There is no such thing as future proofing. AMD and Intel are both adequate, go with whichever YOU prefer. I would suggest a 32 or 45nm based cpu on the basis that they are more efficient, and run cooler.

Look at a amd build and an intel build. There are fanboys on both sides that will be happy to spend your money to justify their own builds.
Whatever you spend will be worth it for the experience gained in building it yourself.
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January 8, 2010 5:08:34 PM

i am on kind of a budget yes. around $400 cash with the other computers im going to get rid of. Id like to start working on it soon. No rush in completing it tomorrow tho. I wouldnt think spending $300ish on the cpu and mobo would be to bad. I dont need to go get 8 gigs of ram or even 4gigs when i initially build it. I also dont need a huge HD bc I have two 320gig externals. I already have my monitor, keyboard, mouse, im going to use my graphic card for now. I will reuse a optical drive. So mainly PCU/MOBO/PSU/RAM for $400 plus what i have to sell. So lets just say $550-$600 is my total budget for those four things... Am i missing anything id need?
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a b B Homebuilt system
January 8, 2010 5:19:53 PM

Well if you're selling what you have that sounds like you do indeed need a case.

I recommend this
http://www.newegg.com/Product/Product.aspx?Item=N82E168...

but these should do
http://www.newegg.com/Product/Product.aspx?Item=N82E168...
http://www.newegg.com/Product/Product.aspx?Item=N82E168...

Though you may have to research what can hold a 5850 if that's what you're gonna go for.

Edit: It may be cheaper to go with the motherboard I suggested plus a Phenom II x4 955 compared to that bundle as well then, if that's what you wanted to do. You may want to check that.
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a c 90 B Homebuilt system
a c 895 à CPUs
January 8, 2010 5:24:31 PM

blown38pontiac said:
i am on kind of a budget yes. around $400 cash with the other computers im going to get rid of. Id like to start working on it soon. No rush in completing it tomorrow tho. I wouldnt think spending $300ish on the cpu and mobo would be to bad. I dont need to go get 8 gigs of ram or even 4gigs when i initially build it. I also dont need a huge HD bc I have two 320gig externals. I already have my monitor, keyboard, mouse, im going to use my graphic card for now. I will reuse a optical drive. So mainly PCU/MOBO/PSU/RAM for $400 plus what i have to sell. So lets just say $550-$600 is my total budget for those four things... Am i missing anything id need?


Do you have an OS? As a IT student, you should be able to get windows-7 academic license for very little, if not free.

Here is my suggestion:
cpu Intel i3-530 $125.
http://www.newegg.com/Product/Product.aspx?Item=N82E168...

Motherboard Gigabyte H55 $90.
http://www.newegg.com/Product/Product.aspx?Item=N82E168...

PSU Corsair 650TX $89.
http://www.newegg.com/Product/Product.aspx?Item=N82E168...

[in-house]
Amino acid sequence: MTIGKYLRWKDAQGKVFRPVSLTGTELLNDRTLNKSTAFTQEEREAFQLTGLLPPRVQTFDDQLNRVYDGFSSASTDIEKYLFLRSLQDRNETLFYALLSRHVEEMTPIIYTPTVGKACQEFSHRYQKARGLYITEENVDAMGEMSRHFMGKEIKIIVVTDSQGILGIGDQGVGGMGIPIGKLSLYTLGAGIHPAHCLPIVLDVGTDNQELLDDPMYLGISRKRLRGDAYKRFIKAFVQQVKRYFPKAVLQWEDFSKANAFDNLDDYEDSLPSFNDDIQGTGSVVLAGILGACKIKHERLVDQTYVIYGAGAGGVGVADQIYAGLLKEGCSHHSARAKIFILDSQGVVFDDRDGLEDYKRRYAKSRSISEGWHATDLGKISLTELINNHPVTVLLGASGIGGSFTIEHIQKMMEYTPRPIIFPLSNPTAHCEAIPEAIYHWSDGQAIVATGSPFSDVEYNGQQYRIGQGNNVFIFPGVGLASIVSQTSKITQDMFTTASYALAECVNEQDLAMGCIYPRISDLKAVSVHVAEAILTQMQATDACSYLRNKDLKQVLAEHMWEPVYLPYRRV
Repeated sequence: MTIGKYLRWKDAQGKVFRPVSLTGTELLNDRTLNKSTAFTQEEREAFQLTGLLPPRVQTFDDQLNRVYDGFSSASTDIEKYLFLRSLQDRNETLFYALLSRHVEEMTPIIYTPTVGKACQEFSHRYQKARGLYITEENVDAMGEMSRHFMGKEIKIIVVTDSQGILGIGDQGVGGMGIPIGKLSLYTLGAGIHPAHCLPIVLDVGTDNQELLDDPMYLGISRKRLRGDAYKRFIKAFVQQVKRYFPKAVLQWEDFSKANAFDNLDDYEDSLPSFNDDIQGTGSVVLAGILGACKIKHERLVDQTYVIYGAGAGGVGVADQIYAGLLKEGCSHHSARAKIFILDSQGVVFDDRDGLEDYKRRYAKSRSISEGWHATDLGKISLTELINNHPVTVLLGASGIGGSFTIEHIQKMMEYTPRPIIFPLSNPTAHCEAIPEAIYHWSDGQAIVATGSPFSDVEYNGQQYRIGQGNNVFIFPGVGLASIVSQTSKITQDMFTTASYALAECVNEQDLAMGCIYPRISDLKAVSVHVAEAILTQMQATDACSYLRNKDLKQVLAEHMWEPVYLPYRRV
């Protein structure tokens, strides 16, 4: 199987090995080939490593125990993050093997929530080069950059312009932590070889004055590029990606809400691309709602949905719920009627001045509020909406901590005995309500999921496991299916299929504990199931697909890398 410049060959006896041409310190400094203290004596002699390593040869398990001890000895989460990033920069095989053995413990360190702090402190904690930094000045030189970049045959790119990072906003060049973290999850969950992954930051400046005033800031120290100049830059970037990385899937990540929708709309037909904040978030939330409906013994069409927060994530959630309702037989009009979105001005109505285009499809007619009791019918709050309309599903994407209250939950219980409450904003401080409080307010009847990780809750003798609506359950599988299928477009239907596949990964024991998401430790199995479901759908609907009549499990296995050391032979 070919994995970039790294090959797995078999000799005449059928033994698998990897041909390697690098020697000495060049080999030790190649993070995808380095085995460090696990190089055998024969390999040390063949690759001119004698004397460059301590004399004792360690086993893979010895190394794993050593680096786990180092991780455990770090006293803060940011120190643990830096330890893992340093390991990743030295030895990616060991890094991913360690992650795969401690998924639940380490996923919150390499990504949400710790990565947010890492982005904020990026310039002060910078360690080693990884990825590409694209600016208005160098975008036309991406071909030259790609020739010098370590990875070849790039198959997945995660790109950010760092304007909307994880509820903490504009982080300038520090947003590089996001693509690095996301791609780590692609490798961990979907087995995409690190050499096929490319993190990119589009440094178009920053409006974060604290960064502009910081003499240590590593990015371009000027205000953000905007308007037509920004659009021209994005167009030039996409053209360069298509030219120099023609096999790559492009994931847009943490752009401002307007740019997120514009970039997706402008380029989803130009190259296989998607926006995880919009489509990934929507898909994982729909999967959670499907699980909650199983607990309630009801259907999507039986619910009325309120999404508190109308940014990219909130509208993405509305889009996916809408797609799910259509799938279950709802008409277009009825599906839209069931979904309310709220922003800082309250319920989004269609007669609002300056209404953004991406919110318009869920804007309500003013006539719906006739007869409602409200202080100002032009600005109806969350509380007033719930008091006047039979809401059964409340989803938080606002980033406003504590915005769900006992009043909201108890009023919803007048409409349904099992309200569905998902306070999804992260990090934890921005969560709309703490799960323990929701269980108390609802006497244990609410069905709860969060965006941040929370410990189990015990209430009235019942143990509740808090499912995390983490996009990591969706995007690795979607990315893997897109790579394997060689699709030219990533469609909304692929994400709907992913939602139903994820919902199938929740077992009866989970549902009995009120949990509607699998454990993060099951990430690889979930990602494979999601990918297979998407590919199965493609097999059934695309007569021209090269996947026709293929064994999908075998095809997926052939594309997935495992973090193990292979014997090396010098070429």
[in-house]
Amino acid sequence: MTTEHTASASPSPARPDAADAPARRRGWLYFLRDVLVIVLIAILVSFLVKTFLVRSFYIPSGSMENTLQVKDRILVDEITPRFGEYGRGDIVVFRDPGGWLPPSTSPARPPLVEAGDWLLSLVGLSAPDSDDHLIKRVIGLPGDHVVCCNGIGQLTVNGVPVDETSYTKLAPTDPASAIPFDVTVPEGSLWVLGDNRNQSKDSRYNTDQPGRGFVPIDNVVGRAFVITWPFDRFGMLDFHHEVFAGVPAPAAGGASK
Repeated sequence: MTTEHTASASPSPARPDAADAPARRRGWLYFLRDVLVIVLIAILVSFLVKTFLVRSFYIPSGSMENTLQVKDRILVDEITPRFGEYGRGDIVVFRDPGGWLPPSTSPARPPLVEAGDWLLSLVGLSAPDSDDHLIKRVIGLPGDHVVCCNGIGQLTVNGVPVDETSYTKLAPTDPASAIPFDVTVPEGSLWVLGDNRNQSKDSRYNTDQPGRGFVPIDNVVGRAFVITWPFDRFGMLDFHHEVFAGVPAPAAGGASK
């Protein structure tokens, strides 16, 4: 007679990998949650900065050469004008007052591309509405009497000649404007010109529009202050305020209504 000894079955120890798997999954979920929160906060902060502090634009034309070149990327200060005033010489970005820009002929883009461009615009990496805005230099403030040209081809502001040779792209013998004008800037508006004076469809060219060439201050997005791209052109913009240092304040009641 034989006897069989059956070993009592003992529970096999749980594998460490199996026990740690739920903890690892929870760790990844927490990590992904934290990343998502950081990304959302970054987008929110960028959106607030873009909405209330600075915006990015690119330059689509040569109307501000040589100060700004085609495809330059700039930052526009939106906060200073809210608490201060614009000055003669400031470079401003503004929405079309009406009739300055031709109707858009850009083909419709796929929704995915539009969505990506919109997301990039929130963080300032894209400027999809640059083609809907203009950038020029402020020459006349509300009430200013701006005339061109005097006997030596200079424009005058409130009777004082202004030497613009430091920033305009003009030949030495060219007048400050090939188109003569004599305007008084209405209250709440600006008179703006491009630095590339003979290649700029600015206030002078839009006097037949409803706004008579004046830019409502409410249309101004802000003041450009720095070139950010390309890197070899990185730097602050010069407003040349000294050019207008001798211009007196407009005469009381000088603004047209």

This psu can run any single vga card out there up to the 5970

Ram 4gb 2 x 2gb $94
http://www.newegg.com/Product/Product.aspx?Item=N82E168...
Ram is relatively cheap, and it is best to get a matched 4gb kit up front.
Here is some of the reason why:
http://www.corsair.com/_appnotes/AN804_Gaming_Performan...

Total $400 or so.

---good luck---
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January 8, 2010 6:12:49 PM

I was just looking at the motherboard and realized it only supported DDR2 RAM, seems like thats a little out dated isnt it and that would limit me on the upgradability (dont think thats a word). But that would also allowe me to use my RAM and save me money. how big of a difference would that make?

http://www.newegg.com/Product/Product.aspx?Item=N82E168... (70 with rebate)

http://www.newegg.com/Product/Product.aspx?Item=N82E168... (200)

so thats the same price with the better board and same processor.

http://www.newegg.com/Product/Product.aspx?Item=N82E168... (60)

http://www.newegg.com/Product/Product.aspx?Item=N82E168... (50)

$380 as my total without shipping and RAM. How does that look? Anyone see any issues with that?

RAM.... can i use ddr 2 on the board or no? I know it says supports ddr3. if not this is what i saw.

http://www.newegg.com/Product/Product.aspx?Item=N82E168... (100)

$480 plus shipping

is that PSU powerful enough?
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a b B Homebuilt system
January 8, 2010 6:27:28 PM

I'd say bump down to the 955 instead of the 965. They are both black edition overclocking CPU's, just the 965 is one multiplier faster, which isn't worth the difference in price.

You can only use DDR3. That looks like a pretty good set.

The PSU is powerful enough but will limit the amount of graphics you can buy later.

You may want to use the money that you save on the CPU for a bit beefier of a PSU, of either the rosewill green series or corsair brands.
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a b B Homebuilt system
January 8, 2010 6:35:12 PM

That PSU is pretty good though OCZ is falling down on my list of recommended stuff. If it's a significant savings over corsair or rosewill green series, (ignoring the rebate) then it might be worth it anyway.

The main thing you don't want to do is buy a case with a PSU in it already. These are almost always terrible. (in comparison, at the least)
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January 8, 2010 6:49:04 PM

The case that i picked comes with 3 120mm fans is that sufficient enough? is there anything else id need before installing? any materials or gels or anything like that? One thing i was also wondering right now i have windows 7 professional running 32bit. I can get 64bit from my school for free is it worth it? anything special i need to do?